LONDON: Recent modest increases to food and drink prices in the UK have often been blamed on Brexit, the country's decision to leave the European Union, but a new report suggests the trend is almost entirely due to fewer promotions.
Research firm IRI analysed sales of all food and drink products sold in the UK, excluding those from discounters, between February 2014 and January 2017.
It found that average prices rose by 1% in the last year, but that was because there were 12% fewer trade promotions in 2016, and that the base prices of branded grocery items were actually lower than they were at the beginning of 2014.
Furthermore, at the end of February 2017 they were down by -1% compared to the previous year while base prices for alcohol brands were also down by -1%, the slowest rate of decline for more than two years.
Despite the small rise in the price of food and drink over the past year, IRI calculated that UK consumers have managed to save £9.3bn over the past three years from price cuts.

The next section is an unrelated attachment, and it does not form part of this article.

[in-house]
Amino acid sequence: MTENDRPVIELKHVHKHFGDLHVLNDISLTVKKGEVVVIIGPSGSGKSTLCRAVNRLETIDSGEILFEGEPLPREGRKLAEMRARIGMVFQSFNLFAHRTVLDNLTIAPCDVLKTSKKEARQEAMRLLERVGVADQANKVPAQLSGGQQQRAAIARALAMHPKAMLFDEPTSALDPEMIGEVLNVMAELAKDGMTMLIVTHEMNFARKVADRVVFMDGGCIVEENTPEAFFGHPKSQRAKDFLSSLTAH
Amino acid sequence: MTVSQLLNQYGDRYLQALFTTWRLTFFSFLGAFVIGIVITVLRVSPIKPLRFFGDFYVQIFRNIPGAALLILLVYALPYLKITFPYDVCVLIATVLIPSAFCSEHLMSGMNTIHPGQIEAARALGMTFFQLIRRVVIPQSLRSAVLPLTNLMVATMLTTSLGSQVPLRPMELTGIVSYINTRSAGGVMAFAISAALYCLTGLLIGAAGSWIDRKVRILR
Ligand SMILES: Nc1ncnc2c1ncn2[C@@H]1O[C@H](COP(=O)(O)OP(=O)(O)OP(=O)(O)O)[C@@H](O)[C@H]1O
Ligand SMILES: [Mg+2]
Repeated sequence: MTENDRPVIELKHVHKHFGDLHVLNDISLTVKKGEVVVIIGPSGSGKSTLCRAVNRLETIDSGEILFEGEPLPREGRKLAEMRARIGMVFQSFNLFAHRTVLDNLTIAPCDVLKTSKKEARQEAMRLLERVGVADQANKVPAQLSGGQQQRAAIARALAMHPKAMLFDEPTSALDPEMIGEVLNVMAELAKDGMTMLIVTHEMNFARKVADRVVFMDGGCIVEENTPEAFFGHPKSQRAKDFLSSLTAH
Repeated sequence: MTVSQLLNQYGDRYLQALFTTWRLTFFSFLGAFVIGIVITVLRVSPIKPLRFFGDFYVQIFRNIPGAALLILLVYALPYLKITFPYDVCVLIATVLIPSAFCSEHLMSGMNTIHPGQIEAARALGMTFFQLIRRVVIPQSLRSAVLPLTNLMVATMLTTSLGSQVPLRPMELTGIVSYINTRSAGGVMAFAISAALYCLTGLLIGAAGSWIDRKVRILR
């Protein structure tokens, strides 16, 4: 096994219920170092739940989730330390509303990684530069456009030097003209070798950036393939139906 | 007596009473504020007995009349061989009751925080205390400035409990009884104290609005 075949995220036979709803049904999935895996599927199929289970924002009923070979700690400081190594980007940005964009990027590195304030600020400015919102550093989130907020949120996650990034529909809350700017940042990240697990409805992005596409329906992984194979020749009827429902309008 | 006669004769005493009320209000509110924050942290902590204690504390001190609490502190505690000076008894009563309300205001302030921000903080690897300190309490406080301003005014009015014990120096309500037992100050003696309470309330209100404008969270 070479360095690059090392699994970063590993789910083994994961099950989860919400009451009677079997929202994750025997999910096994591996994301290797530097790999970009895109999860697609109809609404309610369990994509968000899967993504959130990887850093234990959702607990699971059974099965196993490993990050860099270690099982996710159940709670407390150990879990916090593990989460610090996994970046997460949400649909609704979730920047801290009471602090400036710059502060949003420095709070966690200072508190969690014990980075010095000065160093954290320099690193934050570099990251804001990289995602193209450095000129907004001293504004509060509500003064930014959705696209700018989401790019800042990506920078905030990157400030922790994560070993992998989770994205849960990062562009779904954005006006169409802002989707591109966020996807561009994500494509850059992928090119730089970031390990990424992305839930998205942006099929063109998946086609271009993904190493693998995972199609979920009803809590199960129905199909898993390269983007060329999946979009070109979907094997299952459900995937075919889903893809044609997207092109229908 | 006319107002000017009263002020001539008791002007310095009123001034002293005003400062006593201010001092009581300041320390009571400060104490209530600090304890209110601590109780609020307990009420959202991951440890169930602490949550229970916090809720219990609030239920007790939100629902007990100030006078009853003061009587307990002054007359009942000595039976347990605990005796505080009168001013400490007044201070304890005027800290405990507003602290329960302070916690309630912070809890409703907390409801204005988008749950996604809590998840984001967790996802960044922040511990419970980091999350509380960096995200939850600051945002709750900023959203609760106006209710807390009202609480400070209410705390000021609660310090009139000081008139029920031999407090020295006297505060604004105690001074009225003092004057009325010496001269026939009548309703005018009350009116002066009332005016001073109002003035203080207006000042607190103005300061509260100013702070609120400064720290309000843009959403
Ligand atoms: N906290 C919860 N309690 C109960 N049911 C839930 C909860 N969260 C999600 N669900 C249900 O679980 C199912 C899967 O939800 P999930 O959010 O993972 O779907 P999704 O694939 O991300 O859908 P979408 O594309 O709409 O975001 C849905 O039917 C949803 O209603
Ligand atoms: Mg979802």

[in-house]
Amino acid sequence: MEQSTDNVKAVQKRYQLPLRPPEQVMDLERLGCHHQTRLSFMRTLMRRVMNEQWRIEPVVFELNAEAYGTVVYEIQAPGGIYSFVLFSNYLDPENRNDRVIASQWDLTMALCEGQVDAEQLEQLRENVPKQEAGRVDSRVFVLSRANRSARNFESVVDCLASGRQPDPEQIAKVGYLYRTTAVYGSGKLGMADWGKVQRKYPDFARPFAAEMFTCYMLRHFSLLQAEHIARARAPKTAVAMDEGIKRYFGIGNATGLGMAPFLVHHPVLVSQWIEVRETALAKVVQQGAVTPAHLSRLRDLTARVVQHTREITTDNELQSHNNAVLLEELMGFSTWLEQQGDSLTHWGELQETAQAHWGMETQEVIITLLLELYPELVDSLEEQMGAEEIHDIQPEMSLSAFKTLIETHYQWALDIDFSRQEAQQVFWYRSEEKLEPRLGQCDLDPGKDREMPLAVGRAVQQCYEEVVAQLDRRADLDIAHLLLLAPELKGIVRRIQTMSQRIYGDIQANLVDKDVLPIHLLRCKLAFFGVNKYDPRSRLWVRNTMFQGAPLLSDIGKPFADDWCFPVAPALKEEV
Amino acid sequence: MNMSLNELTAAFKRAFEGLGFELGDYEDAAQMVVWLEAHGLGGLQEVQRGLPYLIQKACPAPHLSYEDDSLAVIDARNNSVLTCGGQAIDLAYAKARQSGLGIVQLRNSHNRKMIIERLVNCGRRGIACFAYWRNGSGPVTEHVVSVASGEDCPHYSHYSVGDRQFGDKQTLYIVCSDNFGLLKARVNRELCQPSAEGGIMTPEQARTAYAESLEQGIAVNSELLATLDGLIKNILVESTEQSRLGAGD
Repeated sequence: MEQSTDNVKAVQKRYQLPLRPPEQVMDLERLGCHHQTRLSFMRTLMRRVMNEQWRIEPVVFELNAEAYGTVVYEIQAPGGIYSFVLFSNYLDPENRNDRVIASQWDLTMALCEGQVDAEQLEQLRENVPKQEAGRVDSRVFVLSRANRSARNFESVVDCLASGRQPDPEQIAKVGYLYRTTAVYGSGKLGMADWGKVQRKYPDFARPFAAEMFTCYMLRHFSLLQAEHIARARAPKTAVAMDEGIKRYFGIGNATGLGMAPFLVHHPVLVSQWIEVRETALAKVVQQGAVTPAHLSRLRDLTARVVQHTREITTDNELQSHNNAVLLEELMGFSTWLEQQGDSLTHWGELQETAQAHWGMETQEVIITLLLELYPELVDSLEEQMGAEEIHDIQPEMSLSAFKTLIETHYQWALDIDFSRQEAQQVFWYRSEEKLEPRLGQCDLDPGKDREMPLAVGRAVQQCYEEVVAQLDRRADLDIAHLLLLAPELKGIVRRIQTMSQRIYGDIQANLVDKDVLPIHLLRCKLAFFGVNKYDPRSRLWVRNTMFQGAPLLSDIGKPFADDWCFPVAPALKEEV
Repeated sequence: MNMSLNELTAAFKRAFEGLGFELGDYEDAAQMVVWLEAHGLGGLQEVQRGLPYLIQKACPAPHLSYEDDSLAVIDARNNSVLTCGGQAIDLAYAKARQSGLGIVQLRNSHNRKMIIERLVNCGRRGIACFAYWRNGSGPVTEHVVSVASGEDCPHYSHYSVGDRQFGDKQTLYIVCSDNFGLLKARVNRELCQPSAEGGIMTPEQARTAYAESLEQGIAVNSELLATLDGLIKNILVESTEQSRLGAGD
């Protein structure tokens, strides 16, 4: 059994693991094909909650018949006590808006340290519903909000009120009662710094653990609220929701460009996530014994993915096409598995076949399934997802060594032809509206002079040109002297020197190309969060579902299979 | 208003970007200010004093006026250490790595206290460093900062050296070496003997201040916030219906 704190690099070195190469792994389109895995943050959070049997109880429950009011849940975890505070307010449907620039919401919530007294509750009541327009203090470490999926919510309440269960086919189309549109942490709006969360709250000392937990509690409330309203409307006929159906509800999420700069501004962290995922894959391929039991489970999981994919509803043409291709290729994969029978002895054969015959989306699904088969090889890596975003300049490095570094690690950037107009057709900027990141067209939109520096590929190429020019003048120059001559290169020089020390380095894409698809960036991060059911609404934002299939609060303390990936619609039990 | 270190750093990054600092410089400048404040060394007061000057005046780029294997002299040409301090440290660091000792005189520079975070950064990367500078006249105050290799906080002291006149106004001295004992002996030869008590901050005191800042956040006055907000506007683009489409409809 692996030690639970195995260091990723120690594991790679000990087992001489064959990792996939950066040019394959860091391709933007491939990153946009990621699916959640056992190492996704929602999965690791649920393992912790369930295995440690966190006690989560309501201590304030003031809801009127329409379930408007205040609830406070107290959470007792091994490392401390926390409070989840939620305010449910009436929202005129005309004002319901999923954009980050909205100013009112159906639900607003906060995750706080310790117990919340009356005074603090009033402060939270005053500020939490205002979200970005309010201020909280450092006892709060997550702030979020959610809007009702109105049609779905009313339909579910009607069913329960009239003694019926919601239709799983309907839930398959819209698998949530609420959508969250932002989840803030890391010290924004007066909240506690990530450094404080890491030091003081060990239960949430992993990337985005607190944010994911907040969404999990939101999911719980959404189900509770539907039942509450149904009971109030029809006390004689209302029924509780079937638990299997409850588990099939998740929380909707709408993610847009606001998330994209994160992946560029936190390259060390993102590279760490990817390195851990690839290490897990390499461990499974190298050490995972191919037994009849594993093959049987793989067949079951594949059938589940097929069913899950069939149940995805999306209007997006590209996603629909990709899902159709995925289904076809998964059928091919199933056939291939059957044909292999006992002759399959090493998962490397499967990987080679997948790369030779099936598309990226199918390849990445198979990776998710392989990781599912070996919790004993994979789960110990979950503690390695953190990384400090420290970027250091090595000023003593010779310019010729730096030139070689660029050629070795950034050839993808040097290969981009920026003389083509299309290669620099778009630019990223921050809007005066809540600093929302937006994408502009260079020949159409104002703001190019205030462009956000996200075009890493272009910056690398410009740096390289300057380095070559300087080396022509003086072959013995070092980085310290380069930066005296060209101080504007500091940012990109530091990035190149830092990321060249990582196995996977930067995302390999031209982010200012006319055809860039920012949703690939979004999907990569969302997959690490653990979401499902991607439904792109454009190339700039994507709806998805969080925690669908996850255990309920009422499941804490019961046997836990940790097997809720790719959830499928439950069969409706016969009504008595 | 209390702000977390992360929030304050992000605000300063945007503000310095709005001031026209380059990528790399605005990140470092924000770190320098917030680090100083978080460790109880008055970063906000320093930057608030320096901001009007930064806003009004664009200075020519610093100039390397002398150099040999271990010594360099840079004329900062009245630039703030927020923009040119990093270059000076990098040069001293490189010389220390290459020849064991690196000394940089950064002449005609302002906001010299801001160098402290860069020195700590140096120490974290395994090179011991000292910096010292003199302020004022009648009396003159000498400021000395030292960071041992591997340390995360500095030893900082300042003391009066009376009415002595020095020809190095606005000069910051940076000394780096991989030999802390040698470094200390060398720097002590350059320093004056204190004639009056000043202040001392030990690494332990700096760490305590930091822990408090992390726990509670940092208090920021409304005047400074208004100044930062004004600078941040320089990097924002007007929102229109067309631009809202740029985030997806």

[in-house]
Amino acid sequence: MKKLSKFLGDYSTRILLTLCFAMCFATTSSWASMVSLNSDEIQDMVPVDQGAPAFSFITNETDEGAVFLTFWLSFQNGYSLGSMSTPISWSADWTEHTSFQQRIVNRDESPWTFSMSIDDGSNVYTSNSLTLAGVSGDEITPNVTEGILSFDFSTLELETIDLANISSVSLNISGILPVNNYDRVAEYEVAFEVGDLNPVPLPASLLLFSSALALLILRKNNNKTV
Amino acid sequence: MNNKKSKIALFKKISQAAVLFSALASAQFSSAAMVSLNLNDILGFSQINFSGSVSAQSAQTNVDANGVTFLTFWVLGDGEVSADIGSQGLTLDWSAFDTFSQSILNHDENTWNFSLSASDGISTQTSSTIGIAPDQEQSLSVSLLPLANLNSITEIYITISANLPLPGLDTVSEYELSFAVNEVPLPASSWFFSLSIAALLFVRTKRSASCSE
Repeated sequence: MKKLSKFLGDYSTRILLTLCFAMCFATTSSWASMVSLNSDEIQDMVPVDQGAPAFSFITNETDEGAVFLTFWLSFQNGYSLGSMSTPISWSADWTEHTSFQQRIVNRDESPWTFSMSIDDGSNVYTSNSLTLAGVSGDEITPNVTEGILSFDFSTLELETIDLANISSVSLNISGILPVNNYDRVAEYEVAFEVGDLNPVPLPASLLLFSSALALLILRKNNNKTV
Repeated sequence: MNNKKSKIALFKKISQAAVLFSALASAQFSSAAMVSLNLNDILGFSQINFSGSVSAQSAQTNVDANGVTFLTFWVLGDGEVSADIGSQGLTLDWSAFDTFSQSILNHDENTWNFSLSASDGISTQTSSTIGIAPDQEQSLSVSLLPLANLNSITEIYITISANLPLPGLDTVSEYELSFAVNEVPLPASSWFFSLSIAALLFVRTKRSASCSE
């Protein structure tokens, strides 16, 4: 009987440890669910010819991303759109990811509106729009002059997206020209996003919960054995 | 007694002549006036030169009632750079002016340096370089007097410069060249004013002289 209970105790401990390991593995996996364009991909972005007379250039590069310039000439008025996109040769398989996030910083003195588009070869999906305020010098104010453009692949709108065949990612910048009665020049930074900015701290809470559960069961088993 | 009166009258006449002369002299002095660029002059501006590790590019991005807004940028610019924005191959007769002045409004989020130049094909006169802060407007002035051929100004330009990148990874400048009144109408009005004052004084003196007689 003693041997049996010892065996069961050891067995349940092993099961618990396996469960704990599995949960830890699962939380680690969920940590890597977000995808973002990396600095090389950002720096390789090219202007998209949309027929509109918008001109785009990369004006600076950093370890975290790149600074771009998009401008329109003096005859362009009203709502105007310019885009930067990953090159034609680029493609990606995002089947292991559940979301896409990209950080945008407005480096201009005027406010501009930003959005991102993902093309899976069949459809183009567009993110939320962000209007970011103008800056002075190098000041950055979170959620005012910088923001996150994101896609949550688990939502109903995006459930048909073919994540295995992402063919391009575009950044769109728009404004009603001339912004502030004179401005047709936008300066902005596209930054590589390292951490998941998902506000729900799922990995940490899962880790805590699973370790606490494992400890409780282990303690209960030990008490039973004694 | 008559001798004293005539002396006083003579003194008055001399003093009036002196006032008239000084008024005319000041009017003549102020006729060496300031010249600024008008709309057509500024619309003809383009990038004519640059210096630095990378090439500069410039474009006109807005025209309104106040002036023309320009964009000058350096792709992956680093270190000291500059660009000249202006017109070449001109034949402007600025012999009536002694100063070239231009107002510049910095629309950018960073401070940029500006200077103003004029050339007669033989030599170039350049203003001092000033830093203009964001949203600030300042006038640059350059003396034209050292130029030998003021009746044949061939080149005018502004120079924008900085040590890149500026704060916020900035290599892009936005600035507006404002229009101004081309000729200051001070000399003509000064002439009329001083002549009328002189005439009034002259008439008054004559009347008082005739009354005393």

"With fewer deals on grocery items, the cost of the shopping basket is more expensive, but only by 1.2%. Importantly, the increase kicked off at the very end of last year and is not yet due to retailers increasing everyday prices," said Martin Wood, Head of Strategic Insight and Retail at IRI UK.
"The grocery industry has not only reduced the number of deals that they run throughout the year but also cut back the deepest levels of discount that used to be given," he added.
"There were over half a million fewer multi-buy opportunities for shoppers in 2016 compared with 2015, reducing particularly during the last six months of the year."
The IRI findings chime with a separate study from Nielsen, which recently reported that supermarket promotions in the UK have fallen to their lowest level in 11 years.
Nielsen said the UK supermarket sector last saw such a low level of promotional spend in 2006 and that the recent trend particularly affected own-brand or private label spend.
Meanwhile, IRI said it expects the number of promotions in the UK to continue to decline, while pressure on margins will also lead to more shrinkflation on the size of products.
Data sourced from IRI, Nielsen, Guardian; additional content by WARC staff